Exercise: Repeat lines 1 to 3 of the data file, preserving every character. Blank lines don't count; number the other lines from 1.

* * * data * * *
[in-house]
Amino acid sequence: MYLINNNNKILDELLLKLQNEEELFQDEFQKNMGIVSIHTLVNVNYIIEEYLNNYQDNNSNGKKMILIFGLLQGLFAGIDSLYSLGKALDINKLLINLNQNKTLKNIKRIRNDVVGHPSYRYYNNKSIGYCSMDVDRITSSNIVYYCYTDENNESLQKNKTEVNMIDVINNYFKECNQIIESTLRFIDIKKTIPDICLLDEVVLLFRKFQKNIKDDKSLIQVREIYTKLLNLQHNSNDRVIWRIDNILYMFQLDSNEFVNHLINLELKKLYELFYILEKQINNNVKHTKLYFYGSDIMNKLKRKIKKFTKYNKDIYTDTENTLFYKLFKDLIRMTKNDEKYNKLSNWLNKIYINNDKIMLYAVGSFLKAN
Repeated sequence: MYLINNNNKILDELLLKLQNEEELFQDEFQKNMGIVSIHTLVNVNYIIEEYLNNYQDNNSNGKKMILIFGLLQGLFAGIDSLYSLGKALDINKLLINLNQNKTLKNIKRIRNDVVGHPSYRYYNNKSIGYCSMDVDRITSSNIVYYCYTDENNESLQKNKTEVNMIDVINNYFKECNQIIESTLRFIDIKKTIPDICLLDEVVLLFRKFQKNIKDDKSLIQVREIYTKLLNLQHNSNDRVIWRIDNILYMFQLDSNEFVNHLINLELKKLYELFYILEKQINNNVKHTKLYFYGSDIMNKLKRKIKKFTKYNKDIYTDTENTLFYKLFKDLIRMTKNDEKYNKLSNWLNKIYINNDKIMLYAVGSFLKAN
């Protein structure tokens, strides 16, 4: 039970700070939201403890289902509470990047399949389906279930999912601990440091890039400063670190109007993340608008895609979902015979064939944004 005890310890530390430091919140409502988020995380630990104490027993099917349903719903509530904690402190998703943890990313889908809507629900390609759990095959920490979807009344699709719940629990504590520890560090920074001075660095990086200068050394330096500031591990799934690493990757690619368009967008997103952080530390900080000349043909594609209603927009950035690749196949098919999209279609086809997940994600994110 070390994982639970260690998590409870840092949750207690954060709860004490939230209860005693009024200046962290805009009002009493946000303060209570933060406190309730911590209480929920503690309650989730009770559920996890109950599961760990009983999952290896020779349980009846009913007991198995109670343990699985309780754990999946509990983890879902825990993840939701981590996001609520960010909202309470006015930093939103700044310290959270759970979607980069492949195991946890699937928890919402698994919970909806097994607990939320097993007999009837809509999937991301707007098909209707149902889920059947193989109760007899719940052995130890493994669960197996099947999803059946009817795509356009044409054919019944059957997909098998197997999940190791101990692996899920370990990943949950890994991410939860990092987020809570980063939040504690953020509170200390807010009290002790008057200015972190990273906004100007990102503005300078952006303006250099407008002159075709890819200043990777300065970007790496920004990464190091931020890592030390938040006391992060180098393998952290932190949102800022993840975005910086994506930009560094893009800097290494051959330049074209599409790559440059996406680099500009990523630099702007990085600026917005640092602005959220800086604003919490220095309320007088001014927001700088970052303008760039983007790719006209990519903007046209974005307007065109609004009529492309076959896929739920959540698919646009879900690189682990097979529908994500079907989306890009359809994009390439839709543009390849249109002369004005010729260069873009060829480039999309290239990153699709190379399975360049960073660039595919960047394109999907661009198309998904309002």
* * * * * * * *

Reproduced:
[in-house]
Amino acid sequence: MYLINNNNKILDELLLKLQNEEELFQDEFQKNMGIVSIHTLVNVNYIIEEYLNNYQDNNSNGKKMILIFGLLQGLFAGIDSLYSLGKALDINKLLINLNQNKTLKNIKRIRNDVVGHPSYRYYNNKSIGYCSMDVDRITSSNIVYYCYTDENNESLQKNKTEVNMIDVINNYFKECNQIIESTLRFIDIKKTIPDICLLDEVVLLFRKFQKNIKDDKSLIQVREIYTKLLNLQHNSNDRVIWRIDNILYMFQLDSNEFVNHLINLELKKLYELFYILEKQINNNVKHTKLYFYGSDIMNKLKRKIKKFTKYNKDIYTDTENTLFYKLFKDLIRMTKNDEKYNKLSNWLNKIYINNDKIMLYAVGSFLKAN
Repeated sequence: MYLINNNNKILDELLLKLQNEEELFQDEFQKNMGIVSIHTLVNVNYIIEEYLNNYQDNNSNGKKMILIFGLLQGLFAGIDSLYSLGKALDINKLLINLNQNKTLKNIKRIRNDVVGHPSYRYYNNKSIGYCSMDVDRITSSNIVYYCYTDENNESLQKNKTEVNMIDVINNYFKECNQIIESTLRFIDIKKTIPDICLLDEVVLLFRKFQKNIKDDKSLIQVREIYTKLLNLQHNSNDRVIWRIDNILYMFQLDSNEFVNHLINLELKKLYELFYILEKQINNNVKHTKLYFYGSDIMNKLKRKIKKFTKYNKDIYTDTENTLFYKLFKDLIRMTKNDEKYNKLSNWLNKIYINNDKIMLYAVGSFLKAN